Women from Philippines, Hong Kong and China account for higher than global average when it comes to investing in stock markets
- Hong Kong ranked eighth in terms of percentage of women stock investors in a survey of 123 markets by online platform BrokerChooser
- The Philippines took first place, where 44 per cent of investors are women, while Bangladesh came in last with only 12 per cent
Hong Kong and China have a higher than global average of female stock investors, with both places ranking among the top 10 in a survey of 123 markets.
Hong Kong ranked eighth, with women accounting for 35 per cent of overall traders, while China came in at No. 10 with 34 per cent, according to a study by BrokerChooser, an online platform that helps investors find a broker fitting their needs.
Hong Kong and China’s high ranking was because women make up a large proportion of the workforce, making them financially independent, said Robert Lee, chairman of Hong Kong Securities Association. “The development of online broking apps has also made it convenient for them to trade stocks online amid their busy work schedule and household responsibilities,” he said.
“As many women from the Philippines work in Hong Kong or other parts of the world as domestic helpers, they use mobile phones a lot and the apps make it easy to trade stocks,” said Irene, a domestic worker from the Philippines who only gave her first name. “We do not earn a lot of money, but a small bet in the stock markets, when it goes right, can help us send a bit more money home to take care of our families.”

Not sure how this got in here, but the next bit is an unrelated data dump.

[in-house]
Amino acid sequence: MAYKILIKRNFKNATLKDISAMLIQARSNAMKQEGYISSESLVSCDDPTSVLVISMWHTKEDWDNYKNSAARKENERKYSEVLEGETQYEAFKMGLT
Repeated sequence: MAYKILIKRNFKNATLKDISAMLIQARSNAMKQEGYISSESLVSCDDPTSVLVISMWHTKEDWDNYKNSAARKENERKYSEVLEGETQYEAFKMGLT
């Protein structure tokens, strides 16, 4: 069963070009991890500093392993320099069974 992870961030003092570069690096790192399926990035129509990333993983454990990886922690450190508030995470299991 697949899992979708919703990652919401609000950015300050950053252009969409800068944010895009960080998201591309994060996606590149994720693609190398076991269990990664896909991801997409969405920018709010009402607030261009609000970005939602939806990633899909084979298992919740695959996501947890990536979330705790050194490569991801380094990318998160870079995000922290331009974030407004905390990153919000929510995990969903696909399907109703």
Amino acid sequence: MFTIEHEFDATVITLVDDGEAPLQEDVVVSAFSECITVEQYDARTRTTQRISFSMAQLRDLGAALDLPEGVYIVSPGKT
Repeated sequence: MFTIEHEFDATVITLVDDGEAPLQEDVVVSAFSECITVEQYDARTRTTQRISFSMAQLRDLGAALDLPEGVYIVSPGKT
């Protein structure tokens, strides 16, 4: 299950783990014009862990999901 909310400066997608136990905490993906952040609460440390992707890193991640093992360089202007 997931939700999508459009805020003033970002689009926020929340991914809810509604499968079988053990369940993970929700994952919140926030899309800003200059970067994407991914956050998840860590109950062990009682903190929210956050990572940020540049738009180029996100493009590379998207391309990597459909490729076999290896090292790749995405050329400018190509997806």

Other markets with a high proportion of female traders were in the Caribbean islands. Barbados ranked second worldwide at 39 per cent, while in Trinidad and Tobago it was 38 per cent women, joint third with Papua New Guinea.
Most advanced markets had a gender split in line with the global average. Britain and Canada accounted for 21 per cent of female investors, the US and France at 23 per cent, and Germany and Japan at 27 per cent.
Bangladesh had the lowest proportion of female traders at just 12 per cent, while other Muslim countries such as Saudi Arabia and Pakistan were not far off, with women accounting for only 14 per cent and 15 per cent, respectively.
“Many women in these countries do not go out to work and they do not have the freedom like those in Hong Kong and China; no wonder these Middle Eastern and Muslim markets have so few female investors,” said Katerine Kou Kuen, the chief executive of Victory Financial Group, a mid-sized Hong Kong brokerage. Kou took over the business from her father who co-founded it 50 years ago.
“In Hong Kong and many overseas markets, men are still the primary breadwinners, so it is natural to see more men than women investors,” Kou said, who has been in the stockbroking business for over 30 years. She, however, added that the number of women investors was growing at a faster pace than men.
Futu said its female clientele in Hong Kong had increased five times year on year as of March, while its male customers had grown three times over the same period. It, however, continues to have 30 per cent more male than female customers.
“The power of women in investing cannot be underestimated, their investment preferences are of great [importance] to the market,” Leaf Li Hua, Futu’s founder and chairman, said in August.